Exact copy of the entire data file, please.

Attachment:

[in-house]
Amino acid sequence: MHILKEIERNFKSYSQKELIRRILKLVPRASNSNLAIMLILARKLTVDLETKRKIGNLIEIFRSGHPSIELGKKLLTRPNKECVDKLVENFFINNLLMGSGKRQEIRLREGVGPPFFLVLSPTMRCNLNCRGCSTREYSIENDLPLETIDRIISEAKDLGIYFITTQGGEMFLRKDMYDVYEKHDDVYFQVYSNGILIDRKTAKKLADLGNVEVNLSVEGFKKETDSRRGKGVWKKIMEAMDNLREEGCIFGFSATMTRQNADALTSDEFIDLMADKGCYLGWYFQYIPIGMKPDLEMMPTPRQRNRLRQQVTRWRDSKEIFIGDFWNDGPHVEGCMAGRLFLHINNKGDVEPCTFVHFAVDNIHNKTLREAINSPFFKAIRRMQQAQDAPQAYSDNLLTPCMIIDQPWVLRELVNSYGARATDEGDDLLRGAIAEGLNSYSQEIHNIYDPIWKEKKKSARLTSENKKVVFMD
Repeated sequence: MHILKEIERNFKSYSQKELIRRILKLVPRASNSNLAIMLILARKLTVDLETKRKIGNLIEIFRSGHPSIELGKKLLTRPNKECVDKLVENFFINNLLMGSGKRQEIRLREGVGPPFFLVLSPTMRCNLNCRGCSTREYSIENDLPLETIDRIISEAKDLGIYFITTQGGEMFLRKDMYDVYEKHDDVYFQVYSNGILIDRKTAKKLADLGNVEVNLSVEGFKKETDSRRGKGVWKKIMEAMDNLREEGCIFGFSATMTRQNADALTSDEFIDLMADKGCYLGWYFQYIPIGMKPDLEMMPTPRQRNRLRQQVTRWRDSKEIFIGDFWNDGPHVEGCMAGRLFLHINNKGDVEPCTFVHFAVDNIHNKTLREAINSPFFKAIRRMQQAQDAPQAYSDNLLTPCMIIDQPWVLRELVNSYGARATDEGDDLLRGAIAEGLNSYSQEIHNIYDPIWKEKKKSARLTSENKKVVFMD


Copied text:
[in-house]
Amino acid sequence: MHILKEIERNFKSYSQKELIRRILKLVPRASNSNLAIMLILARKLTVDLETKRKIGNLIEIFRSGHPSIELGKKLLTRPNKECVDKLVENFFINNLLMGSGKRQEIRLREGVGPPFFLVLSPTMRCNLNCRGCSTREYSIENDLPLETIDRIISEAKDLGIYFITTQGGEMFLRKDMYDVYEKHDDVYFQVYSNGILIDRKTAKKLADLGNVEVNLSVEGFKKETDSRRGKGVWKKIMEAMDNLREEGCIFGFSATMTRQNADALTSDEFIDLMADKGCYLGWYFQYIPIGMKPDLEMMPTPRQRNRLRQQVTRWRDSKEIFIGDFWNDGPHVEGCMAGRLFLHINNKGDVEPCTFVHFAVDNIHNKTLREAINSPFFKAIRRMQQAQDAPQAYSDNLLTPCMIIDQPWVLRELVNSYGARATDEGDDLLRGAIAEGLNSYSQEIHNIYDPIWKEKKKSARLTSENKKVVFMD
Repeated sequence: MHILKEIERNFKSYSQKELIRRILKLVPRASNSNLAIMLILARKLTVDLETKRKIGNLIEIFRSGHPSIELGKKLLTRPNKECVDKLVENFFINNLLMGSGKRQEIRLREGVGPPFFLVLSPTMRCNLNCRGCSTREYSIENDLPLETIDRIISEAKDLGIYFITTQGGEMFLRKDMYDVYEKHDDVYFQVYSNGILIDRKTAKKLADLGNVEVNLSVEGFKKETDSRRGKGVWKKIMEAMDNLREEGCIFGFSATMTRQNADALTSDEFIDLMADKGCYLGWYFQYIPIGMKPDLEMMPTPRQRNRLRQQVTRWRDSKEIFIGDFWNDGPHVEGCMAGRLFLHINNKGDVEPCTFVHFAVDNIHNKTLREAINSPFFKAIRRMQQAQDAPQAYSDNLLTPCMIIDQPWVLRELVNSYGARATDEGDDLLRGAIAEGLNSYSQEIHNIYDPIWKEKKKSARLTSENKKVVFMD